real estate

The Danger In Private Real Estate Investments

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Private Real Estate

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A question I’m often asked involves the merits of investing in private real estate as an alternative to publicly available REITs (the latter vehicle is our recommendation). To answer that question, I will turn to the historical evidence, which we have courtesy of Cambridge Associates.

Cambridge Associates’ private investment database is an extensive collection of institutional-quality private fund performance. It contains historical performance records for more than 2,000 fund managers and their more than 7,300 funds. In addition, it captures the gross performance information of more than 79,000 investments underlying venture capital, growth equity, buyout, subordinated capital and private equity energy funds.

Cambridge Associates’ database allows us to compare the performance of these institutional private real estate funds with the performance of publicly available REITs. For the 25-year period ending 2017, private funds in the database returned 7.6%, while the FTSE NAREIT REIT All Equity Index returned 10.9%. For the privilege of investing with the greatest institutional managers, many of whom are not available to the general public, and in return for sacrificing the daily liquidity available with public REITs, the private, illiquid institutional investments underperformed by 3.3 percentage points a year for 25 years.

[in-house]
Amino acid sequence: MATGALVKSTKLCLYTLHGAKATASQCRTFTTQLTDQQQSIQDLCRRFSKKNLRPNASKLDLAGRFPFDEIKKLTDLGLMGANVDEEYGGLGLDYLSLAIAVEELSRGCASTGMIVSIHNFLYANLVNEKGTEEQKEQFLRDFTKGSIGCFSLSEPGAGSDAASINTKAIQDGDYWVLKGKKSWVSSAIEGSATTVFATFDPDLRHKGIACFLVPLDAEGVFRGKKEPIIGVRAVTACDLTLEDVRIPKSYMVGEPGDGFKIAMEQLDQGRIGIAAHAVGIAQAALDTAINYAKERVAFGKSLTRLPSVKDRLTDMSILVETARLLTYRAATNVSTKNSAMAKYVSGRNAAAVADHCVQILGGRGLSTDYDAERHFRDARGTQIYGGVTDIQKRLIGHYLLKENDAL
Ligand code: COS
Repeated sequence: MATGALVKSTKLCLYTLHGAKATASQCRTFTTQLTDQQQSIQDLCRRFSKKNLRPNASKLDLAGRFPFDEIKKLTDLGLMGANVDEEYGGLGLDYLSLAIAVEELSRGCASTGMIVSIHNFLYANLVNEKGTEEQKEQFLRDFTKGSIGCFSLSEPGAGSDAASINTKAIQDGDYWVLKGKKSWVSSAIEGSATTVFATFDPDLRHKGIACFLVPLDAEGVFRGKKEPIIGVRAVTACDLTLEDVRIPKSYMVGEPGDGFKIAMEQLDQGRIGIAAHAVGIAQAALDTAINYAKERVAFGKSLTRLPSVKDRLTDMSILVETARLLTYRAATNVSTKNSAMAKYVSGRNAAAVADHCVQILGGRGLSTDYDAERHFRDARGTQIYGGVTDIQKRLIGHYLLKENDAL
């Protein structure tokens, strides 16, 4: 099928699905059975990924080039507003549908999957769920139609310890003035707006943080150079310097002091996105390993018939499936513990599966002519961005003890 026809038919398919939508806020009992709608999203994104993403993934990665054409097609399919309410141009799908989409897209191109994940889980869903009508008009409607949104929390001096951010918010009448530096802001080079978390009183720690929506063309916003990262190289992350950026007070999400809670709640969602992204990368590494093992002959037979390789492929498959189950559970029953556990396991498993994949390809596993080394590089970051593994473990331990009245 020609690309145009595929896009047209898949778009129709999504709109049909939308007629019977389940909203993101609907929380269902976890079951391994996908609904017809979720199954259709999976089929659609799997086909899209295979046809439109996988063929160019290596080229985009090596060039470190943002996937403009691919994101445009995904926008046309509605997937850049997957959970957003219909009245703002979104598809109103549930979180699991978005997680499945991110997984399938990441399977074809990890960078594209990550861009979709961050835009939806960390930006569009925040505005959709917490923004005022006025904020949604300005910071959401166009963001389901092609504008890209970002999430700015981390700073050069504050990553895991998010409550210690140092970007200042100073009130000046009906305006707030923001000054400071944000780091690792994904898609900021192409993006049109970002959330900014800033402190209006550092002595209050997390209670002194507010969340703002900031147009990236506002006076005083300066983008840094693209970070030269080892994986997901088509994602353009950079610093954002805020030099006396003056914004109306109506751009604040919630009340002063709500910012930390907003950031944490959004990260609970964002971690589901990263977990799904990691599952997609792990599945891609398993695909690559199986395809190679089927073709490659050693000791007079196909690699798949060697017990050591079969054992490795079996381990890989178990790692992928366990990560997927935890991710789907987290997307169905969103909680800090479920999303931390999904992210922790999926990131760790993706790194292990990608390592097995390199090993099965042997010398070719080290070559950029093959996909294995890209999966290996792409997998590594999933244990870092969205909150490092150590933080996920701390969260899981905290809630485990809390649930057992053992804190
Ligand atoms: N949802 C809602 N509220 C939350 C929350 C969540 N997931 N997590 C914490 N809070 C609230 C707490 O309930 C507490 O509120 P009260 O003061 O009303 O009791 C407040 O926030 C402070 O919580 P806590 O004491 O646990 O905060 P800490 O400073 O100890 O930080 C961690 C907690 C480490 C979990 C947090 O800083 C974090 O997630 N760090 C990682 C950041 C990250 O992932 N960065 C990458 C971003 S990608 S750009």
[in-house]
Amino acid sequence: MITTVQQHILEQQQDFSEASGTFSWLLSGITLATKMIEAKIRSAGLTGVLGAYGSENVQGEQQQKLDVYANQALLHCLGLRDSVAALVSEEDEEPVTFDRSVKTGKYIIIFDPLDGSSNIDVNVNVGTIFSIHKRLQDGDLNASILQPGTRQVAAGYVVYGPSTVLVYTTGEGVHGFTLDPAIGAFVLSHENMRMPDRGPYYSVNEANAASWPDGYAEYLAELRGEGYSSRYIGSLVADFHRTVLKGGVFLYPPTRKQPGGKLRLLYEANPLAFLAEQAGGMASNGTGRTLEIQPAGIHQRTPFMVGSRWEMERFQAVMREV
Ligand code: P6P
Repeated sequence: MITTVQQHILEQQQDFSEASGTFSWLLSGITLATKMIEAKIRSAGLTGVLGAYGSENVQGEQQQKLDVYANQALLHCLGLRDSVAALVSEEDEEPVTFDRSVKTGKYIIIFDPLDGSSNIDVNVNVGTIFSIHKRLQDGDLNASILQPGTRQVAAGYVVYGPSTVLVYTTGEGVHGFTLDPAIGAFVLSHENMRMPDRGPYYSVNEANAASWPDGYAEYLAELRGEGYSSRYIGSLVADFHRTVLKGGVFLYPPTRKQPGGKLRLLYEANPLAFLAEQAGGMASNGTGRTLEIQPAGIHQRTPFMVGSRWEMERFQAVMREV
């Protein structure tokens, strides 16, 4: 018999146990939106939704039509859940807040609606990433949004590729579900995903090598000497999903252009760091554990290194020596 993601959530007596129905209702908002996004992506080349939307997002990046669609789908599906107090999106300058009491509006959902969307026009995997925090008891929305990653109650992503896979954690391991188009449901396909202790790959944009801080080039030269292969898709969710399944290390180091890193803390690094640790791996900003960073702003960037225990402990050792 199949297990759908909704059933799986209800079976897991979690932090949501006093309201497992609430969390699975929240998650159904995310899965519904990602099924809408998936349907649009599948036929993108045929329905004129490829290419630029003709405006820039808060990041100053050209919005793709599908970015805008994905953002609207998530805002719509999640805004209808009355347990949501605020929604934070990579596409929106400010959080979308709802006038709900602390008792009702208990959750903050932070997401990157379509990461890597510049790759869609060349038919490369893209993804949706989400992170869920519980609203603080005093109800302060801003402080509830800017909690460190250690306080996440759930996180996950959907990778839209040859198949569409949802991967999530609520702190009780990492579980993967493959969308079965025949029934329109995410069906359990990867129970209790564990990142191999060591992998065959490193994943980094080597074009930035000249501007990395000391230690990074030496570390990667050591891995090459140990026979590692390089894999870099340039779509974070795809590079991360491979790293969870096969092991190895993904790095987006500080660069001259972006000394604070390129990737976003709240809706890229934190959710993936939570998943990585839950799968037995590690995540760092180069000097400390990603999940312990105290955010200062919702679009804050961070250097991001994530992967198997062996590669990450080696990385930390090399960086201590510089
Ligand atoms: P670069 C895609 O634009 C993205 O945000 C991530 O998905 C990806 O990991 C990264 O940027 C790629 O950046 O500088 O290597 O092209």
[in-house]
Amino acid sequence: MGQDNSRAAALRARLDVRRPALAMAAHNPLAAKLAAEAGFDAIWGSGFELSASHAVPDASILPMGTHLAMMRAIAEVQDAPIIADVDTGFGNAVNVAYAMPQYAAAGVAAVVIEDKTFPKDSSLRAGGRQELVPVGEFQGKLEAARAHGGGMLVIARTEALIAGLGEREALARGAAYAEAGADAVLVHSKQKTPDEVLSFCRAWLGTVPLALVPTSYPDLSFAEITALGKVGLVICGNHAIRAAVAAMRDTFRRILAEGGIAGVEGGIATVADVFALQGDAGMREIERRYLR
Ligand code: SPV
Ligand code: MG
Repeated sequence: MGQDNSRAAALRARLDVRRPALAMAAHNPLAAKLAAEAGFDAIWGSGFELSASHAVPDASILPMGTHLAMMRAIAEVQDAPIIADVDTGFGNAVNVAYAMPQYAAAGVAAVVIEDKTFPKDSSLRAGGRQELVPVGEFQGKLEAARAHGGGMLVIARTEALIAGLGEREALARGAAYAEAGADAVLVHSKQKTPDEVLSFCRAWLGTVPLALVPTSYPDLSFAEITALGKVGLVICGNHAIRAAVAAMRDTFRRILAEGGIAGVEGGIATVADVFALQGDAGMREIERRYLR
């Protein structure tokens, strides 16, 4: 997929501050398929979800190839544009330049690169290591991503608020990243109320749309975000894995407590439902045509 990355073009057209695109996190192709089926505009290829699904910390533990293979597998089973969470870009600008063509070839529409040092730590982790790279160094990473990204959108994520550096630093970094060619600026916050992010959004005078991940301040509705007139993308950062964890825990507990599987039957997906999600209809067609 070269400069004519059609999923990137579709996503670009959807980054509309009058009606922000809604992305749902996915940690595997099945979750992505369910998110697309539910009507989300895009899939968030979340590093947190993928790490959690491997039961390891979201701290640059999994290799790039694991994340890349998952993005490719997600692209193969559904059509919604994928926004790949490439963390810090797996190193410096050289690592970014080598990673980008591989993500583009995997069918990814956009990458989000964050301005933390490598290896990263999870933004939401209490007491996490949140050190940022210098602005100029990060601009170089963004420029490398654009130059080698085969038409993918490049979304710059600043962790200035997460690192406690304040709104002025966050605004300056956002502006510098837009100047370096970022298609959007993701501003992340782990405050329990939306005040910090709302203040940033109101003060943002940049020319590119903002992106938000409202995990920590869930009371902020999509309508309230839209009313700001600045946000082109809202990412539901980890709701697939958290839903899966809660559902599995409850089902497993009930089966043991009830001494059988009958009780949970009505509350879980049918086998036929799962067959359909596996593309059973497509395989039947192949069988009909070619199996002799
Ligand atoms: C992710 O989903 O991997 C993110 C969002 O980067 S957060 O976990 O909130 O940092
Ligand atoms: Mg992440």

As bad as that sounds, the reality was actually far worse. The reason is that the private real estate investments used much higher amounts of leverage.

Private real estate study

In a 2017 article, “Comparing Listed REITs with Private Equity Real Estate: What the Cambridge Associates Data Have to Say,” Brad Case, senior vice president at NAREIT, showed that while private real estate investments were producing lower returns, they also were taking on much greater risk in the form of higher leverage.

Quoting Case: “The now-defunct NCREIF/Townsend Fund Indices reported that average leverage for the funds in its sample during the available period 2007Q4-2013Q3 was usually between 51% and 56% for value-add funds and between 53% and 64% for opportunistic funds – but over the same period it was usually between only 36% and 47% for equity REITs. [Cambridge Associates] doesn’t report average leverage for the funds in their benchmark, but they do report that ‘in terms of limited partners’ total paid-in capital, the [Cambridge Associates] Real Estate benchmark is 71% Opportunistic and 29% Value-Added.’”

Read the full article here by Larry Swedroe, Advisor Perspectives

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